Is it Speech Delay? Don't Wait and See!

Is it Speech Delay? Don't Wait and See!

I had my son evaluated for speech delay at 18-months

Is it speech delay? One thing I am so grateful for is that we decided NOT to "wait and see" despite being "reassured" by some friends and family that it is "normal" that my son, at 18-months, barely knew any words... that we should just keep talking to him, and that 'it' will come.  To ease my worries, I've also heard quite a few people share with me their own experiences of having their own children only learning how to speak at 3 yrs old, despite having guidelines that say a child should be able to speak somewhere between 10-50 words at 18months.

CDC lowered developmental milestones for children

Due to the effects of the pandemic, the CDC has just quietly updated their guidelines – that is, lowered the bar on speech milestones and have some SLP worried that it will make parents complacent and early intervention will be hindered -- and I totally agree! I am an advocate of early intervention as I truly believe this is what helped us.

Before, the CDC guidelines said that at 24 months, or two years of age, a child should be able to say more than 50 words. This milestone has been pushed back to 30 months.

Note that the American Speech-Language-Hearing Association, or ASHA, still says that speaking less than 50 words by the age of two is cause for concern


My son only had 1-2 words by 18 months

When my son was 12 months, I already noticed that he did not hit all his milestones, he barely had any words, he also hasn't learned how to wave bye-bye, point or clap properly yet but he could do a lot of other stuff like follow commands and he was great at practicing his problem solving skills with his toys. I know every child has their own pace and milestones are just guidelines so I gave ourselves more time, talking... reading... singing to him, anything that I thought would encourage him to imitate us and try to speak.. but by 18 months, it really wasn't happening and he still barely spoke any words! He would just make grunting and whining sounds as his way to communicate with us. I was seriously getting concerned and I knew I had to do something because everyday that he is "delayed" the more behind he is going to be, and the more time he will need to catch up.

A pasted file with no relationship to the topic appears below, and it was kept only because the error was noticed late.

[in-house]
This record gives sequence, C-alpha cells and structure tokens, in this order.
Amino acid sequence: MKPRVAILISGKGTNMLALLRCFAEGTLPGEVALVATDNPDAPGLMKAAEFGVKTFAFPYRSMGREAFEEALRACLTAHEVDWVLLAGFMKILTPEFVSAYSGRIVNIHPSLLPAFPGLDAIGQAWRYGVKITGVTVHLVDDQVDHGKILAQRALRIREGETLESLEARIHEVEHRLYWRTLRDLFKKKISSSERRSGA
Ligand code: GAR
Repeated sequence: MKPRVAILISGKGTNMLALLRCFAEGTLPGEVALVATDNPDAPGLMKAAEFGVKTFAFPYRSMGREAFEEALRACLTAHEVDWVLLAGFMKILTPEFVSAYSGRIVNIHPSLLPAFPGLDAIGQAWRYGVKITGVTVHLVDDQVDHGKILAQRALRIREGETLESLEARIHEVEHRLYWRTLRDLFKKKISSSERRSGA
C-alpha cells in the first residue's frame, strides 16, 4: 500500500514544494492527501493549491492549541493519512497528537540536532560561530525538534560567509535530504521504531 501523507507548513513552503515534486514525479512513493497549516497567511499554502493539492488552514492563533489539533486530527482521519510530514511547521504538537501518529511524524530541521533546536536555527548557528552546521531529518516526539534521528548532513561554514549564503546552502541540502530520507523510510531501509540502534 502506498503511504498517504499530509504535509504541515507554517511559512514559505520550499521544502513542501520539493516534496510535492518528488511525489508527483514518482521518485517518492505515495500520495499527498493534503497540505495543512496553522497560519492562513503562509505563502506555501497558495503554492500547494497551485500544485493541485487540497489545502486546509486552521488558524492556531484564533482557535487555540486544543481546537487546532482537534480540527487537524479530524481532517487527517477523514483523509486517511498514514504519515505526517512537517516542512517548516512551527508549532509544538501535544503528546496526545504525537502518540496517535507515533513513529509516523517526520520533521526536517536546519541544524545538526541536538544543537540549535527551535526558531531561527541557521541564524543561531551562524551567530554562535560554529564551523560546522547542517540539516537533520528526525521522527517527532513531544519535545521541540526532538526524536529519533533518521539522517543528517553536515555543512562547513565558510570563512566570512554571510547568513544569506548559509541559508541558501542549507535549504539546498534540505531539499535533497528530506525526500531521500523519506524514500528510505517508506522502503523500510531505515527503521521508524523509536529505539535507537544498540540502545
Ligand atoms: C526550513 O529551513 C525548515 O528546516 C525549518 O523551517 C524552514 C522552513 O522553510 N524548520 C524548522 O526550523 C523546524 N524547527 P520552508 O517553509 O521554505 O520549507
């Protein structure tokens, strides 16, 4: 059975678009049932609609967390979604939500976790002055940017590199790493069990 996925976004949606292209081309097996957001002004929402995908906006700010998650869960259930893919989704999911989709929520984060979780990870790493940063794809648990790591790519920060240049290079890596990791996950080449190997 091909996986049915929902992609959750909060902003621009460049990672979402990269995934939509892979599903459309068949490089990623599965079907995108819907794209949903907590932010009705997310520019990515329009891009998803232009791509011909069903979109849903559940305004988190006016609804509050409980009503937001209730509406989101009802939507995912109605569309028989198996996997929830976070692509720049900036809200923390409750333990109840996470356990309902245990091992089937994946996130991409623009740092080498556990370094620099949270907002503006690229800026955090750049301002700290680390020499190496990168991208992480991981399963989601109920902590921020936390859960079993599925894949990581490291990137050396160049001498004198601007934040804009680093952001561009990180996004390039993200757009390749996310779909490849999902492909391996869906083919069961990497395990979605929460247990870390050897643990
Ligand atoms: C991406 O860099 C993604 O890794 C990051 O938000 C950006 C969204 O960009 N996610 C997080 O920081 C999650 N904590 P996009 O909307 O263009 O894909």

It's a larger impact when you "wait and see"

For example, if you have an eighteen-month-old that only has like 5 words, which is a six-month delay in language, and let's say you wait and see till they are three-years-old. You would have taken a six-month delay and increased it to a two-year delay. Now, your kid has to catch up, instead of closing a SMALL gap, you've got to close an even bigger gap! 

There is a high correlation between communication problems and reading & writing

With early intervention, you can close the gap much quicker and easier than if you wait so long. A lot of kids who are late talkers do catch up on their own eventually, no intervention needed, but there will always be those who have a lifelong impacts from that language delay.

My point is, you may or may not have a child who will just develop their communication skills on their own, but there is no risk in getting early intervention, getting assessed and getting help right away because it will only help it will not hurt. 

MASSIVE improvement in just ONE month!

My son was assessed a few days before he turned 19 months, his receptive skills (understanding), was 5 months ahead, but his expressive skills (speaking) was 3 months behind. Because his Receptive score was so high, he did not qualify for speech therapy but our SLP pointed out that the big gap is concerning, so she gave us a some tips and strategies to follow at home. Just a little change to how we talk, sing and play every week there was massive improvement! After just one month he could recite colors and say at least 30 words already! We could not have imagined him making that kind of progress if we didn't consult with an SLP. 

Will share the tips and strategies we did with our son in another blog post! Stay tuned! :)

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